Another Me: Rome Review

Rome Film Festival
This wannabe psycho-thriller is scary for all the wrong reasons.

Rhys Ifans, Geraldine Chaplin, Jonathan Rhys Meyers and "Game of Thrones" starlet Sophie Turner star in Isabel Coixet's artless adaptation of Cathy MacPhail's novel.

ROME -- The life of a Welsh teenage girl goes from bad to worse in Another Me, and the same could be said of the movie itself, a wannabe adolescent psycho-thriller from Catalan director Isabel Coixet (Map of the Sounds of Tokyo, My Life Without Me).

Based on a novel by Scottish writer Cathy MacPhail, Another Me tells the story of an insecure youth from the Cardiff projects who has to deal with a father with multiple sclerosis, a two-timing mother, a drama teacher played by Jonathan Rhys-Meyers, a Doppelgänger that might be her understudy (or is it vice versa?) in the school play, as well as misty underpasses, spontaneously cracking windows and a whole lot of other supposedly scary-spooky stuff about which one would want to quote Colin Firth’s character in Love Actually: “It’s mainly scary how bad the writing is." Justin Bieber's lyrics on his G-rated first album are creepier than this stone-cold mess.

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What this film’s business was in competition at the recent Rome Film Festival is anyone’s guess (perhaps there's a Doppelgänger movie out there that's actually good?). Even the involvement of Game of Thrones starlet Sophie Turner in the lead and an impressive series of name actors in badly conceived supporting roles, including Rhys Ifans, Leonor Watling and Geraldine Chaplin, will make this a difficult sell beyond anything but undiscriminating TV channels looking for English-language filler.

Unconfident teenager Fay (Turner) is somewhat surprisingly offered the role of Lady Macbeth at school. The handsome Drew (Gregg Sulkin, as reliably squeaky-clean as his recurrent roles in Disney Channel-projects suggest) is cast opposite her in the lead, though clearly such a nice, handsome and eccentrically non-threatening guy couldn’t be interested in a wallflower like her? Meanwhile, mean girl Monica (Spanish actress Charlotte Vega) has been cast as Fay’s understudy and has the nasty habit of copying her hairdo -- the epitome of all adolescent evil.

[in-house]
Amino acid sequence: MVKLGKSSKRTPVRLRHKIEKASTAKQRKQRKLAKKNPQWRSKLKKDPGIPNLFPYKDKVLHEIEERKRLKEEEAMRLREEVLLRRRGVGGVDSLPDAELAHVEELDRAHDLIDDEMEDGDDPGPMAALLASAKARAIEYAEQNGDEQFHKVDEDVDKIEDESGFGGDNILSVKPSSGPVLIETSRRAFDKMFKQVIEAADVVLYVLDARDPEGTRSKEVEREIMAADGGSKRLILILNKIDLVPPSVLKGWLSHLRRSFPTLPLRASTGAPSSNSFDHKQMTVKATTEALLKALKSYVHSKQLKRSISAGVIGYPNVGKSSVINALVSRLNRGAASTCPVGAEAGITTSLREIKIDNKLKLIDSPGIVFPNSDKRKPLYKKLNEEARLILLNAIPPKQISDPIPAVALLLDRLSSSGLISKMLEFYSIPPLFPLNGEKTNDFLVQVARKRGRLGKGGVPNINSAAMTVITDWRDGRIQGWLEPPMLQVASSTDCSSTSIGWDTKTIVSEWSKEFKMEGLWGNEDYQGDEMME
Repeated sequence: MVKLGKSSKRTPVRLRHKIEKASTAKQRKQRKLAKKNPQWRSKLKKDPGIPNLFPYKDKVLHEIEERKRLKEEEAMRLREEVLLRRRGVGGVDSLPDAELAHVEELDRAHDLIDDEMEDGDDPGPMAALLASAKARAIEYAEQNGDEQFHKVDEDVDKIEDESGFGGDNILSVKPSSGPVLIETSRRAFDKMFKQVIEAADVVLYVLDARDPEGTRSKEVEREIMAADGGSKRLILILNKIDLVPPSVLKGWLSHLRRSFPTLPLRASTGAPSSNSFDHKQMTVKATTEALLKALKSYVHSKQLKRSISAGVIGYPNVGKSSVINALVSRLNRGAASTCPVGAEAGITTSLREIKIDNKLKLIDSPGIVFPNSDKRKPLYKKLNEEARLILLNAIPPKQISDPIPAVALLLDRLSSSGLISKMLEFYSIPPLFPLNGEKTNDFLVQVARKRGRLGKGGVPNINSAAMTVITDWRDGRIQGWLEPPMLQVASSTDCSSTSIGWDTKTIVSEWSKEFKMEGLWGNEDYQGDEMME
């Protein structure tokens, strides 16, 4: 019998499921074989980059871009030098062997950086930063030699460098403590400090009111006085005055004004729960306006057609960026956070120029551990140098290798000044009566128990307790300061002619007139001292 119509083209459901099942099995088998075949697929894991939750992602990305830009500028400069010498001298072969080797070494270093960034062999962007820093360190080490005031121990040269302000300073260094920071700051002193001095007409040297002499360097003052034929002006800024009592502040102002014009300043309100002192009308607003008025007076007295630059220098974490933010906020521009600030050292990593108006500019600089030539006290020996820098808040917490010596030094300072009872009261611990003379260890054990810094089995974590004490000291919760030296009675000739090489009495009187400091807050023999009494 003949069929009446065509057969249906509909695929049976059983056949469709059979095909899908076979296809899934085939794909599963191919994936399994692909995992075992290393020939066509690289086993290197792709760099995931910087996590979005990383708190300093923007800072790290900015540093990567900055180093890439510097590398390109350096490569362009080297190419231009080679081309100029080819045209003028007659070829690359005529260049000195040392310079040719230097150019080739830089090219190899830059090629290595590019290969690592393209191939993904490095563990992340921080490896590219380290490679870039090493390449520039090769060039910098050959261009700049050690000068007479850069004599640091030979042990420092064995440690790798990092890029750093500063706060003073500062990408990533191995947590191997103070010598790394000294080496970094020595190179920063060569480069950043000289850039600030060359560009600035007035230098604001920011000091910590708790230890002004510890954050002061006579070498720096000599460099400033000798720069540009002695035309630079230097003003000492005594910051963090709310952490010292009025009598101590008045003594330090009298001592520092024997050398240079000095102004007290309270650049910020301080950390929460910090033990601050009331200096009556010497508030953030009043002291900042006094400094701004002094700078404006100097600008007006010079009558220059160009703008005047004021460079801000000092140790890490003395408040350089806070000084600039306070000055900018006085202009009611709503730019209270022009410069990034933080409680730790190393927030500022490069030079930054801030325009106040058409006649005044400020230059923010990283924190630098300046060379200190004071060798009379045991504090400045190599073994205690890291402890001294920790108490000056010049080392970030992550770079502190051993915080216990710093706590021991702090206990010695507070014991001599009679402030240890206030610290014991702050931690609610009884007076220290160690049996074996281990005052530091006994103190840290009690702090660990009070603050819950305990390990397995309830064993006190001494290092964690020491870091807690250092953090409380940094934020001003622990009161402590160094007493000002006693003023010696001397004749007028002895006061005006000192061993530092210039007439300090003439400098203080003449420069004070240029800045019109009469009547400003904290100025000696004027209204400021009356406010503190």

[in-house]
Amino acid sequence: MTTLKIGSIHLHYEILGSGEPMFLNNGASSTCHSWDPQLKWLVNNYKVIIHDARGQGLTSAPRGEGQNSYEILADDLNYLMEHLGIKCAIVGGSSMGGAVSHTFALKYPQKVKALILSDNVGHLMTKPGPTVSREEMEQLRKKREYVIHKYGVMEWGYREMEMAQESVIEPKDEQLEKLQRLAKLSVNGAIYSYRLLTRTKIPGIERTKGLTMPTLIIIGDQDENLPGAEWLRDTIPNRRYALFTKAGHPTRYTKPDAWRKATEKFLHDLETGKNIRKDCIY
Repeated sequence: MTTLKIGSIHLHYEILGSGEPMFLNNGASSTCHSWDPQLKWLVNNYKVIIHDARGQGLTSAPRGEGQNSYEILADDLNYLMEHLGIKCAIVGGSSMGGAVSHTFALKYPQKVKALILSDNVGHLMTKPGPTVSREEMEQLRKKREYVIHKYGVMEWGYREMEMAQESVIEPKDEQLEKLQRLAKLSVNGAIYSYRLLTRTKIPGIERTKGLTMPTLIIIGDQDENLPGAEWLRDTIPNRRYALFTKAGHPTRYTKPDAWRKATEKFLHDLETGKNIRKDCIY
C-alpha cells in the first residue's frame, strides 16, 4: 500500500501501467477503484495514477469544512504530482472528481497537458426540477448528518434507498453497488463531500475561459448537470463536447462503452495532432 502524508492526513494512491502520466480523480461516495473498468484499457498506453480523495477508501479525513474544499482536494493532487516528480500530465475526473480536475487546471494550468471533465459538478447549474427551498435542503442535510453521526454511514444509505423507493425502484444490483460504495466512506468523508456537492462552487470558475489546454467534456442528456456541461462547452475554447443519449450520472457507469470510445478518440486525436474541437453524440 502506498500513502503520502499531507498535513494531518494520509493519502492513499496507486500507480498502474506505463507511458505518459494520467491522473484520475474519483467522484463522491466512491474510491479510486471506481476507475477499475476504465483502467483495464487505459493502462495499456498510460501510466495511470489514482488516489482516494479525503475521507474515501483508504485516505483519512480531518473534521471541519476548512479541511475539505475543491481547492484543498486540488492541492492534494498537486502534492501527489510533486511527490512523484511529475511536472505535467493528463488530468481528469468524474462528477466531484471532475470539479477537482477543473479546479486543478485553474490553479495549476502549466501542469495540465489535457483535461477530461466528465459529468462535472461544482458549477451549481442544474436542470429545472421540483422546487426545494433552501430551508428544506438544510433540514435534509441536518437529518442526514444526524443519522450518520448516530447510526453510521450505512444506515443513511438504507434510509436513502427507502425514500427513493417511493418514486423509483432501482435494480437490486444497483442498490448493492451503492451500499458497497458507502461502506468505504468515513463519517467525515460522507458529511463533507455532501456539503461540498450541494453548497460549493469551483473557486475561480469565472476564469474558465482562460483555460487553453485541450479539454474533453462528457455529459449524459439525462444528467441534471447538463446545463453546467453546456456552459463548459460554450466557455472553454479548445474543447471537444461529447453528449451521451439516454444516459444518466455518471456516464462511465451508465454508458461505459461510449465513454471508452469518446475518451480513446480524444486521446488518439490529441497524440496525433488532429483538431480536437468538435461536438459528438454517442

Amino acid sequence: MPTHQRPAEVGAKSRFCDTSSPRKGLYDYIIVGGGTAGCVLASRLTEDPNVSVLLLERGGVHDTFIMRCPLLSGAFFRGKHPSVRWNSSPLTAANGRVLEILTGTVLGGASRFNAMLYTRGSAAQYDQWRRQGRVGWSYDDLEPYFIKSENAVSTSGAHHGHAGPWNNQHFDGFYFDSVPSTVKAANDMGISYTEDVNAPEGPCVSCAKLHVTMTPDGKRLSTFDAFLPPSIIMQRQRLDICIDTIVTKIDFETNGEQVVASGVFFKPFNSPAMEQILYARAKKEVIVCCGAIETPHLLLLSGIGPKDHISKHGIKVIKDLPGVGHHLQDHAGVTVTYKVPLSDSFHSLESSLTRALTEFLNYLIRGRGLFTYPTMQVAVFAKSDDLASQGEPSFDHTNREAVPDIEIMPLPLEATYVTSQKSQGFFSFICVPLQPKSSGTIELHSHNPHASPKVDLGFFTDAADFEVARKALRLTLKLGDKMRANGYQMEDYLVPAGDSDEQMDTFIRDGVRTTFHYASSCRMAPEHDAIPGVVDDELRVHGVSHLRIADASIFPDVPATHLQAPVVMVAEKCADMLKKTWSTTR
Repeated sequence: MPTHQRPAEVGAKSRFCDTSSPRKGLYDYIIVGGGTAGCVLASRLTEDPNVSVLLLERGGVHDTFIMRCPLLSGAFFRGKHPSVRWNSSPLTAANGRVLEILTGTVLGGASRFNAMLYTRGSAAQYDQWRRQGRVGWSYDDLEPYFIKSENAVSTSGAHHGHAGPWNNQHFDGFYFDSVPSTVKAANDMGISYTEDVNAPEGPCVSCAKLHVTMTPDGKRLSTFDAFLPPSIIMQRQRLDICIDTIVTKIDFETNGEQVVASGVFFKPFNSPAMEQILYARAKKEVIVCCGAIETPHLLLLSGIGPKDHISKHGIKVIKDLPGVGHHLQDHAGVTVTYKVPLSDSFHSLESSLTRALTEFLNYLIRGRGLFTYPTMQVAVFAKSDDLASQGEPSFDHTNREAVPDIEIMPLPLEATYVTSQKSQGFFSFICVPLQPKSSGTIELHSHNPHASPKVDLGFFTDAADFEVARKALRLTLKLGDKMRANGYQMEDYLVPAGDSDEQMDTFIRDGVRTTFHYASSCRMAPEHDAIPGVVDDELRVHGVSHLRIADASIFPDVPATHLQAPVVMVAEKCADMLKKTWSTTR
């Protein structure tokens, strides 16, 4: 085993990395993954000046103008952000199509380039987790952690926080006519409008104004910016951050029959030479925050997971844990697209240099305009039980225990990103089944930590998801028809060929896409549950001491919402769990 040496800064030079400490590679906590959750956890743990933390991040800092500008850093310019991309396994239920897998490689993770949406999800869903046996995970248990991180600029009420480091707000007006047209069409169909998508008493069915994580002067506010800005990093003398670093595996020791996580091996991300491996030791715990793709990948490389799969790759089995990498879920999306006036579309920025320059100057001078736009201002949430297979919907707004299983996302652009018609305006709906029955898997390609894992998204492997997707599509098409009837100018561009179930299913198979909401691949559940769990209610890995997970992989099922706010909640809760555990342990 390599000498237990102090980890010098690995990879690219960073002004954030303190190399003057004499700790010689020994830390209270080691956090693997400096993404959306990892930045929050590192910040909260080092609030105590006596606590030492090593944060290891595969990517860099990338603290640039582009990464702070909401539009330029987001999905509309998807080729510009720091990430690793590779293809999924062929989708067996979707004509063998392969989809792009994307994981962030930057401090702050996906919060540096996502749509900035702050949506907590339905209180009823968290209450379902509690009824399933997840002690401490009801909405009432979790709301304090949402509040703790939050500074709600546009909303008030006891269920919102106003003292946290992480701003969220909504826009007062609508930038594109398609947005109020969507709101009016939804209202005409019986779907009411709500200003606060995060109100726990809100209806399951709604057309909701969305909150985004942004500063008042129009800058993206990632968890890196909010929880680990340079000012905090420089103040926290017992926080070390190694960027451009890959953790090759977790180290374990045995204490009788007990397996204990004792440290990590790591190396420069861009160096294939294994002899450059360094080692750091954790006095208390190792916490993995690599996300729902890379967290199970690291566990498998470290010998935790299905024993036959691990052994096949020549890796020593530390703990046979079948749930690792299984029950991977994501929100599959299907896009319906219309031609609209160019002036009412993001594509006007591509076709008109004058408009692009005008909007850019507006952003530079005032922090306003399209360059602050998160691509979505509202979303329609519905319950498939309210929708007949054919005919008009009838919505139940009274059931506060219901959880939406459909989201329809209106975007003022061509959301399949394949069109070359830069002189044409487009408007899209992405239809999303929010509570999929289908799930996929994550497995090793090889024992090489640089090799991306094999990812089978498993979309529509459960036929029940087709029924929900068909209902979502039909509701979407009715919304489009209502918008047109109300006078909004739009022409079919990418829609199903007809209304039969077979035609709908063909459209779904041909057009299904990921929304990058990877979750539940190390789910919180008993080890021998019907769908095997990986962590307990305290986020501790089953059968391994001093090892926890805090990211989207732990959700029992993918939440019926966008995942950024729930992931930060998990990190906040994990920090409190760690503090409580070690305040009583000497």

At home, things aren’t much better, as Dad (Ifans, the only actual Welshman in the cast) suffers from MS and Mom’s (Forlani) idea of sticking by her man through sickness and health is to have an extramarital affair with someone Fay knows. To top it all off, an eerie old neighbor (Chaplin) sees her going up and down the stairs when Fay knows she’s been taking the elevator and her classmates saw her at school even on the day she was sick and staid at home. Evidently, her life is a mess and something -- or someone -- is messing with Fay’s head.

Though Coixet has always had a strong visual sense and her regular cinematographer Jean-Claude Larrieu knows how to make things look pretty, there is a clear sense here that Coixet is completely out of her depth in this genre exercise, which is all excessive surfaces and no tension, however hard the music and sound effects try to tell audiences otherwise.

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The problems and dilemmas of any one of the members of the large cast could have made a potentially decent Coixet movie -- she's always at her best when uncovering her characters’ psychology, as in The Secret Life of Words and the Philip Roth adaptation Elegy -- but the general impression here is that she’s too busy setting up the next red herring and simultaneously keeping all the narrative balls in the air to be able to dig very deep psychologically. The director, who also wrote the screenplay, doesn’t allow herself enough time to develop her protagonist into someone singular and interesting before she starts getting the impression there's possibly more than one of her, and Turner, though a stunner to look at, is as bland as the character must have been on the page.

Editors Peter Lambert and Elena Ruiz also seem clueless about how different scenes should fit together to create meaning, at one point cross-cutting between a devastating hospital visit of Fay’s parents and a make-out session with Fay at home to no apparent benefit for either storyline other than suggesting that these must have occurred at the same time. Perhaps Coixet is crudely juxtaposing sex and death because that’s what psychothrillers do? Really? If so: Groundbreaking. Also: So what?

The most shocking revelation of the film however, isn’t the identity of Fay’s evil twin at all -- revealed through some shockingly convenient contrivances that would even have Robert McKee and the late Syd Field reach for their red markers -- but rather the realization that these 90 minutes were an utterly pointless waste of talent both in front and behind of the cameras.

Venue: Rome Film Festival (Competition)
Production companies: Rainy Day Films, Tornasol Films, Fox International Productions
Cast: Sophie Turner, Rhys Ifans, Claire Forlani, Gregg Sulkin, Leonor Watling, Jonathan Rhys Meyers, Geraldine Chaplin
Writer-Director: Isabel Coixet, screenplay based on a novel by Cathy MacPhail
Producers: R. Gilbertson, N. Carmen-Dav, M. Besuievsky
Director of photography: Jean-Claude Larrieu
Production designer:  Marie Lanna
Music: Michael Price
Editors: Peter Lambert, Elena Ruiz
Sales: Twentieth Century Fox International
No rating, 86 min.